• CSS Modules: This approach helps you avoid global CSS namespace collisions when different components have the same CSS class names. CSS Modules generate unique class names for each CSS module. And class names are available as properties on an object.

66. What Is CSS Modules, and How Does It Work in React?

It’s a feature that allows you to write modular CSS code for components and prevent global namespace collisions. This approach ensures local scoping of styles. Each CSS module generates a unique class name, ensuring the class names are used only within that module. 

When CSS modules are imported into a component, the class names are available as props on the object, making it easy to use them in the component’s JSX. By using CSS modules, you can conveniently create reusable styles for your React components.

67. What Is Styled Components in React?

This is another of those questions when I can show that I won’t trip up over confusing terminology, as this references the library that allows you to write CSS as JavaScript code within your React components. 

I can share that it’s a variant of CSS-in-JS that provides a convenient way to define styles using tagged template literals. I can also say that with Styled Components, you can easily manage and reuse styles across components, eliminating the need for separate CSS files and class names.

68. Create an Example React App That Uses Styled Components.

Here is an example of a Styled Component in React:

import React from "react";
import styled from 'styled-components';

const Button = styled.button`
  background-color: blue;
  color: white;
  text-align: center

export default function App() {
      <Button>Click Here!</Button>

69. How Do You Optimize the Performance of CSS in React?

This is a terrific React question that I can use to show my understanding of the various ways to improve performance, including:

  • Minimizing or avoiding unnecessary styles 
  • Using CSS Modules or Styled Components to scope styles to specific components
  • Using vendor prefixes only when necessary
  • Using CSS preprocessors like Sass or Less to optimize the CSS output
  • Minifying the CSS code for production builds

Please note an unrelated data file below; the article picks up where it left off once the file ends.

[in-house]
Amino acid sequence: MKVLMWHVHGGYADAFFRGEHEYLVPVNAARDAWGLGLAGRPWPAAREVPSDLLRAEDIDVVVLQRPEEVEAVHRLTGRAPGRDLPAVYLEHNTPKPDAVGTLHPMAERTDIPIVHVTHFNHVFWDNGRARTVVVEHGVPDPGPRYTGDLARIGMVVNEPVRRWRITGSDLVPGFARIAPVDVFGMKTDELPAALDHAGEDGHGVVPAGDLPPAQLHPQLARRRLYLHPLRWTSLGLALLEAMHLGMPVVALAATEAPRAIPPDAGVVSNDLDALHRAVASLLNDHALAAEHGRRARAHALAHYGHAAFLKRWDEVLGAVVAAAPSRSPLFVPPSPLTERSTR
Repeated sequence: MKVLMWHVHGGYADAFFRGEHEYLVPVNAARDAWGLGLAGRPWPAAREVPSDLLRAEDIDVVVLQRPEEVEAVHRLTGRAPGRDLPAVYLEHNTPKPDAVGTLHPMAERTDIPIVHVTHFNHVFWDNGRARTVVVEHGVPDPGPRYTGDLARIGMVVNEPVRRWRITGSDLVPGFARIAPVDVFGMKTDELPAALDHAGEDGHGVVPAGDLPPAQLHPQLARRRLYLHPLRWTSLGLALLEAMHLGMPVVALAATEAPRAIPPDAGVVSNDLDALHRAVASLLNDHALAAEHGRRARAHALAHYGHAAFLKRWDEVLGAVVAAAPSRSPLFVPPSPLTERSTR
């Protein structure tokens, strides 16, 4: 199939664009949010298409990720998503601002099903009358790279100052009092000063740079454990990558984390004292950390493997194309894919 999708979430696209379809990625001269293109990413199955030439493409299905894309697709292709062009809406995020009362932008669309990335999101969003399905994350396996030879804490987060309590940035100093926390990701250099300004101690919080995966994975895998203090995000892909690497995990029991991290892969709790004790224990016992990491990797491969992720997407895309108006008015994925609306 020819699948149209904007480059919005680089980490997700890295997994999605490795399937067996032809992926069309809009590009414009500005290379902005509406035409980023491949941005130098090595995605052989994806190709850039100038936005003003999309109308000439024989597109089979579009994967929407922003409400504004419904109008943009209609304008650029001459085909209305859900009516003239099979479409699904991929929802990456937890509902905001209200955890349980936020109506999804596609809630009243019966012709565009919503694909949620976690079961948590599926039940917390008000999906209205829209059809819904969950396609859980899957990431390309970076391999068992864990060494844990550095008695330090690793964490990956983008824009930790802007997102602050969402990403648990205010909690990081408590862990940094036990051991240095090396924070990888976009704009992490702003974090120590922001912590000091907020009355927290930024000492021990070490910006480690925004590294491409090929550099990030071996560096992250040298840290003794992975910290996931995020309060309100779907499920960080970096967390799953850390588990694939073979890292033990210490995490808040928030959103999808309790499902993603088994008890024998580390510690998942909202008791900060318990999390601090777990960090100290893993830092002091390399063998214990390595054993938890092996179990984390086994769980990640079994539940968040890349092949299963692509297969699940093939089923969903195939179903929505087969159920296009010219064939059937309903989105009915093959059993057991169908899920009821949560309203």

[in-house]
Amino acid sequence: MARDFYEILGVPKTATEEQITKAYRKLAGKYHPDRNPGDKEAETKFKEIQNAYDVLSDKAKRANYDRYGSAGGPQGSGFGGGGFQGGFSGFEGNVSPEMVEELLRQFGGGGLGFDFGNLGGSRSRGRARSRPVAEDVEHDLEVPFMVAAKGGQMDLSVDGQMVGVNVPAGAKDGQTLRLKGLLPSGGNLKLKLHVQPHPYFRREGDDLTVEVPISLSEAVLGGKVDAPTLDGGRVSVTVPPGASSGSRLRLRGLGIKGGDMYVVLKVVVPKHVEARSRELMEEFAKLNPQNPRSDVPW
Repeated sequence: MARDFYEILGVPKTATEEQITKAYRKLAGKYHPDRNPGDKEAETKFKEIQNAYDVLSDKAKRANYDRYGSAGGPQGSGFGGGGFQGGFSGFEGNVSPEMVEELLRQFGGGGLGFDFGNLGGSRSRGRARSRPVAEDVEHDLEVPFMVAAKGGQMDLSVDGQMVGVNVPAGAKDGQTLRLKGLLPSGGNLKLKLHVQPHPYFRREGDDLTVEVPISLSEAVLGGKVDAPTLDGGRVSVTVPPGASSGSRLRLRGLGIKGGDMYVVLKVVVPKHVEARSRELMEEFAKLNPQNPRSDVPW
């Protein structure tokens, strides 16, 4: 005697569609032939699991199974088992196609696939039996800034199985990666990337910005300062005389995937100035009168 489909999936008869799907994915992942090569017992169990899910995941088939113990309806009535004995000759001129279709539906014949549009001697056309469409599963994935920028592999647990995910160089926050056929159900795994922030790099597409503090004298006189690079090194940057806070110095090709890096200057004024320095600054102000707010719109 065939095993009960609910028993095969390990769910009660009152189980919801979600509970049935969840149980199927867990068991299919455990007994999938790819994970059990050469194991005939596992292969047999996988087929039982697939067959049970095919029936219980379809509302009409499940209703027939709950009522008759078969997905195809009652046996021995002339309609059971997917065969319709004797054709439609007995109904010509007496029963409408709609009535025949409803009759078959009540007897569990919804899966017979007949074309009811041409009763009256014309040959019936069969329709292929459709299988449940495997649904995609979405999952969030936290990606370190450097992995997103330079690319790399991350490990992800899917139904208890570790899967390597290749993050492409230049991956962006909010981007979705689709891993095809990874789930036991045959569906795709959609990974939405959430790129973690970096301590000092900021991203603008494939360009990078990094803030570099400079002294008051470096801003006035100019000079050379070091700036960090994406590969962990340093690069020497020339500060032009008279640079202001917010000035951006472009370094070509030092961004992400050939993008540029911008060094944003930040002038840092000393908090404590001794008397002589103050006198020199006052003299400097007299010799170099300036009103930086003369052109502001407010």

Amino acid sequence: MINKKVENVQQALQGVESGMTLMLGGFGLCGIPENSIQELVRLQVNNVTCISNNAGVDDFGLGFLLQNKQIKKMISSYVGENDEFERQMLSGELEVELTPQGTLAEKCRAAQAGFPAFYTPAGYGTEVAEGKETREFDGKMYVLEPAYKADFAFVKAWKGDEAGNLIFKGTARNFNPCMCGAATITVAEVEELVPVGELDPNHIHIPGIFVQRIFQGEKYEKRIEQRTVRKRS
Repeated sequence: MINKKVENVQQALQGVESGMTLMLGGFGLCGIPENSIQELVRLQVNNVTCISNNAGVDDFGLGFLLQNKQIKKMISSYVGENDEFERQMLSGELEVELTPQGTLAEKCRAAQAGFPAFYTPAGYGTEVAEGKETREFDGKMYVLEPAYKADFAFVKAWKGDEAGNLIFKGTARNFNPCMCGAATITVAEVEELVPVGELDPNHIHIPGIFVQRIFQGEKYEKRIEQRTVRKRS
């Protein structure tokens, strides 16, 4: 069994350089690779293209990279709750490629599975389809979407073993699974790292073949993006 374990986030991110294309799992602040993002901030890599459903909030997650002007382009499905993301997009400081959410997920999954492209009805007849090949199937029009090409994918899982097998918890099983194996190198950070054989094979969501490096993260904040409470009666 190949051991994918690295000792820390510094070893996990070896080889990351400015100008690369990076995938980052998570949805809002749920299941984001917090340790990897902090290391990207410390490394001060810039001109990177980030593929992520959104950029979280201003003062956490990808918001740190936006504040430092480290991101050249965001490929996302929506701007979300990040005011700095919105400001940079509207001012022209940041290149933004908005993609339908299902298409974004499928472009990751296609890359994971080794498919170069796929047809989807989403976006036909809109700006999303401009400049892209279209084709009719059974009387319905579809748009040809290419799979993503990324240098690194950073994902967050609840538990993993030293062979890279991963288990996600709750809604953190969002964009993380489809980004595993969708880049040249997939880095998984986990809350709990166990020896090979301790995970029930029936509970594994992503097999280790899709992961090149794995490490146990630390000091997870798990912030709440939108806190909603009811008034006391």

• Avoiding CSS “hacks” or workarounds
  • Using CSS animations sparingly
  • Optimize CSS selectors for efficient matching
  • Using the critical path technique to identify and optimize rendering-blocking styles.

70. How Do You Pass Style Properties to Child Components in React?

You can pass style properties to child components in React by using the style attribute and passing a JavaScript object with CSS properties as its value, as shown below.

import React from "react";

function Button(props) {
  return (
    <button style={{ backgroundColor: props.color }}>

function App() {
  return (
      <Button color="#008CBA" label="Click Here!" />

export default App;

In this example, the Button component receives the color and label props and uses the style attribute to apply the backgroundColor property to the button element.

Final Thoughts

And there you go! We’ve now covered the top React interview questions in 2024.

We’ve included React interview questions for all skill levels on the key topics you need to know, including interview questions that focus on coding.

So whether you’re trying to land your first role or take on a fresh challenge at a new company, study our list of React interview questions to help build your confidence to tackle even the most challenging React interview questions.

Want to expand your React skills even further? Check out 

The Difference Between React and Vue

Frequently Asked Questions (FAQs)

1. What Can I Expect in a React Interview?

You can expect all sorts of questions on React fundamentals, lifecycle methods, state management, component architecture, performance optimization, testing, and integration with other libraries. Check out all of the ReactJS interview questions and answers we have included to help yourself feel prepared.

2. What Should I Study for a React Interview?

You should study React core concepts, such as JSX syntax, component structure, state and props, event handling, and the React lifecycle. You should also be familiar with React ecosystem tools such as Redux, React Router, and Jest. And, of course, our list of React interview questions is the ideal study resource.

3. How Do You Prepare for a React Interview?

To prepare for a React interview, you should review the documentation, build sample React projects, practice coding challenges, and review commonly asked React JS interview questions like the ones covered in this article. You should also know best practices, debugging techniques, and performance optimization strategies.

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By Akhil Bhadwal

A Computer Science graduate interested in mixing up imagination and knowledge into enticing words. Been in the big bad world of content writing since 2014. In his free time, Akhil likes to play cards, do guitar jam, and write weird fiction.

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Vijay Singh Khatri

Thanks for sharing your POV, Can you please share the question which are repeated.

4 years ago